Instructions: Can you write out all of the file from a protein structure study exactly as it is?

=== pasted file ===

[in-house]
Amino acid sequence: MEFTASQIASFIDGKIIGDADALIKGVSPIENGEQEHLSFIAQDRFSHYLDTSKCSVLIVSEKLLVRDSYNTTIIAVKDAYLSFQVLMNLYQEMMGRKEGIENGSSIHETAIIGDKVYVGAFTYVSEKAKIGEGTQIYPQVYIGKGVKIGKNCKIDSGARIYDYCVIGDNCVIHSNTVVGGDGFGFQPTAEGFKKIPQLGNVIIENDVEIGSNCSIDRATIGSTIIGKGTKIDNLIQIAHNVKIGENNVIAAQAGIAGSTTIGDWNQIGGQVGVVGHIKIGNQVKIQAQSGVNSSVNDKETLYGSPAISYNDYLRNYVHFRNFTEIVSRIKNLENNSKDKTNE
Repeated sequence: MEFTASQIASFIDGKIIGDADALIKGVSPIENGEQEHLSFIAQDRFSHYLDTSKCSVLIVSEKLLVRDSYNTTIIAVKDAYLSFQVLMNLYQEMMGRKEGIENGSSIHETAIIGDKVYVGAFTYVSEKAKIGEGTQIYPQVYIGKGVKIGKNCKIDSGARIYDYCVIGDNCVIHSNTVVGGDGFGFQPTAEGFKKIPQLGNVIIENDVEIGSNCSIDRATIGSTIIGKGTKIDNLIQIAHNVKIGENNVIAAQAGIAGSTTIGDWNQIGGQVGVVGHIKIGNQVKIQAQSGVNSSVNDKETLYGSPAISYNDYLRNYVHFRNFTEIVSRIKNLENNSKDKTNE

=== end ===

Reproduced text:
[in-house]
Amino acid sequence: MEFTASQIASFIDGKIIGDADALIKGVSPIENGEQEHLSFIAQDRFSHYLDTSKCSVLIVSEKLLVRDSYNTTIIAVKDAYLSFQVLMNLYQEMMGRKEGIENGSSIHETAIIGDKVYVGAFTYVSEKAKIGEGTQIYPQVYIGKGVKIGKNCKIDSGARIYDYCVIGDNCVIHSNTVVGGDGFGFQPTAEGFKKIPQLGNVIIENDVEIGSNCSIDRATIGSTIIGKGTKIDNLIQIAHNVKIGENNVIAAQAGIAGSTTIGDWNQIGGQVGVVGHIKIGNQVKIQAQSGVNSSVNDKETLYGSPAISYNDYLRNYVHFRNFTEIVSRIKNLENNSKDKTNE
Repeated sequence: MEFTASQIASFIDGKIIGDADALIKGVSPIENGEQEHLSFIAQDRFSHYLDTSKCSVLIVSEKLLVRDSYNTTIIAVKDAYLSFQVLMNLYQEMMGRKEGIENGSSIHETAIIGDKVYVGAFTYVSEKAKIGEGTQIYPQVYIGKGVKIGKNCKIDSGARIYDYCVIGDNCVIHSNTVVGGDGFGFQPTAEGFKKIPQLGNVIIENDVEIGSNCSIDRATIGSTIIGKGTKIDNLIQIAHNVKIGENNVIAAQAGIAGSTTIGDWNQIGGQVGVVGHIKIGNQVKIQAQSGVNSSVNDKETLYGSPAISYNDYLRNYVHFRNFTEIVSRIKNLENNSKDKTNE